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Safety Reports in the News

Aug 04, 2015 3:00 am

Can We Do Better than FAERS? Brian Overstreet (of has written on about the current state of adverse event reporting. He notes there are long-standing, acknowledged limitations to the FDA's Adverse Event Reporting System (FAERS), also known as the MEDWATCH system. This methodology is based on voluntary reporting by multiple sources – patients, physicians, drug companies, etc. There are significant problems with reporting bias (i.e., the Hawthorne effect), underreporting, event veracity and confirmation, incomplete data, etc.

More than 6 years and over $150 million has been spent on a “Big Data” approach to drug safety in the building of the FDA’s Sentinel Initiative, wherein drug safety surveillance systems based on linking with analyzing millions of electronic health records. Despite this effort, the fruits of Sentinel have not yet been realized. Similarly, the FDA’s efforts to scour social media, search engine patterns and large patient networks to identify earlier drug signals has been recently touted as advances that have yet to be put to use.

Still, FAERS continues to be the standard for large scale pharmacovigilance. The good news is that reporting through FAERS is up significiantly. In the past 5 years, the number of adverse event case reports has increased by 71%, from 525,000 in 2010 to 900,000 in 2014. This is partly because the FDA has improved and streamlined reporting online and established measures to improve reporting by the pharmaceutical industry.

Although the General Accounting Office is the source of the often quoted figure that 90% of serious adverse events go unreported, believe this is an overestimation. The importance of event rates is evident with reports from the Agency for Healthcare Research and Quality and the CDC that estimates the average cost of a hospitalization from an adverse event at $10,033, the average cost of a death from an adverse event at $23,017, and the average cost of a disability from an adverse event at $11,471.

Patients Like Me Sign On for Safety. The FDA has established a partnership agreement with the website PatientsLikeMe, an online patient networking forum, to leverage patient-reported information to bolster its drug safety monitoring efforts. PatientsLikeMe has 350,000 members representing over 2,500 health conditions and have collected more than 110,000 adverse event reports on 1,000 different drugs. This partnership will provide FDA with access to “real-world” data about patients’ drug and disease experiences.

FDA and the Safety of Diabetes Drugs. Sharfstein and Kesselheim have addressed the process of identifying serious but rare safety signals post-drug approval. Such events may take hundreds of thousands of patients and several years to become apparent. Along the way, the FDA must rely on numerous sources to identify such a “signal”. The FDA must assess the weight of evidence across meta-analyses and observational data of different quality. It is rarely feasible to conduct a definitive randomized clinical trial to assess a safety concern, as such trials can take years to complete. They reviewed the safety of the diabetes medications rosiglitazone and pioglitazone, as both resulted in and actions taken to minimize the risk of CV events and bladder cancer respectively. At issue is whether the FDA had the necessary informration to act swiftly and correctly. They call for a rigorous, fair, and transparent framework that protects the public.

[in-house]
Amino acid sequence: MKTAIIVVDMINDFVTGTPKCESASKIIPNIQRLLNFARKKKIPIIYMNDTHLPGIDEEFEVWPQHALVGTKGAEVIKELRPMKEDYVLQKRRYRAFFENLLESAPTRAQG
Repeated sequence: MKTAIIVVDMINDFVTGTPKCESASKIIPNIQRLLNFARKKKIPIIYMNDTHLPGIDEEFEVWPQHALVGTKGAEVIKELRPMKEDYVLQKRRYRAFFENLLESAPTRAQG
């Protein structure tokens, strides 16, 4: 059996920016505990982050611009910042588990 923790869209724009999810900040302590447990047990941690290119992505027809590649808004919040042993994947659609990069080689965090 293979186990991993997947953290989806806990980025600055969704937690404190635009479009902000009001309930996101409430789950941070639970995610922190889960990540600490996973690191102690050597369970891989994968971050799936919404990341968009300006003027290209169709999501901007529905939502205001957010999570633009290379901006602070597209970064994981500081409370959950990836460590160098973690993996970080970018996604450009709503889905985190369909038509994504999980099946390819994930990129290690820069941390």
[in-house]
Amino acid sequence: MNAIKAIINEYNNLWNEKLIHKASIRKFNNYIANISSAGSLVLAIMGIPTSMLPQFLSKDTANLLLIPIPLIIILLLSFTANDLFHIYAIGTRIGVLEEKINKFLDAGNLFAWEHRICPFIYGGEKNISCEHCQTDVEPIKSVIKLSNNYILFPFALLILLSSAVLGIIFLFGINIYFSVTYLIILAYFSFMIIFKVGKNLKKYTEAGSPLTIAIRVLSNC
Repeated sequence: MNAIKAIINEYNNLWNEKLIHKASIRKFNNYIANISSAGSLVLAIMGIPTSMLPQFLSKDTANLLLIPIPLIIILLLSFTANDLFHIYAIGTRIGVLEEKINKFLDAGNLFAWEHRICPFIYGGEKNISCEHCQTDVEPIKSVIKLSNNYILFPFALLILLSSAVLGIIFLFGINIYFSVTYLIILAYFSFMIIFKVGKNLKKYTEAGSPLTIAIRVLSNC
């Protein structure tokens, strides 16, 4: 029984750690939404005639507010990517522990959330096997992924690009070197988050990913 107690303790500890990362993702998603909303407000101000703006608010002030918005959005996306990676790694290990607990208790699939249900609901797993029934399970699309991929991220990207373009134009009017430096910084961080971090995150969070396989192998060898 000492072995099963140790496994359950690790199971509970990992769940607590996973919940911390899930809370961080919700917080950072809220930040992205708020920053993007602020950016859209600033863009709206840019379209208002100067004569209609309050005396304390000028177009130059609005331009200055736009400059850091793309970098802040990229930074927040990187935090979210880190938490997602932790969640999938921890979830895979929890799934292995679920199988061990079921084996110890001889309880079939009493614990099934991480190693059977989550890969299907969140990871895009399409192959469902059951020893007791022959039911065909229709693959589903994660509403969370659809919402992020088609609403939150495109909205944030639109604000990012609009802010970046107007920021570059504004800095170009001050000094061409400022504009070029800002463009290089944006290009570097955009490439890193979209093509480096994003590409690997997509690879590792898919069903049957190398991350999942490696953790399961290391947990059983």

Under-Reporting of Serious Adverse Events.   U.S. regulations mandate that serious adverse events be reported to the FDA within 15 days of their discovery. Expedient reporting is the responsibility of the investigators, physicians and pharmaceutical manufacturer.

In a study done by the University of Minnesota School of Public Health in Minneapolis, 160,383 SAE’s, or 10 percent of reports, were not reported by pharmaceutical companies within the required 15 days – this included nearly 40,500 reports involving patient deaths (Citation source

Drug manufacturers are also less likely to disclose serious adverse events within this window when patient deaths are involved than when complications aren’t fatal, according to an analysis of 1.6 million side effect reports to the FDA from 2004 to 2014. About 91 percent of the nonfatal complications were reported within 15 days, compared with 88 percent of cases involving patient deaths.

The FDA is reviewing these reports.

Failure to Disclose Boxed Warnings in Consent Forms. Belknap et al has reported in JAMA Internal Medicine the results of a 2 year analysis showing that 63% of patient consent forms for IRB approved projects failed to disclose one or more relevant boxed warnings listed on the drugs package label.
While, half of industry or government sponsored trials failed to disclose such key information, and even higher percentage of nondisclosure (81%) was seen in trials not sponsored by the government or pharma.




The author has no conflicts of interest to disclose related to this subject

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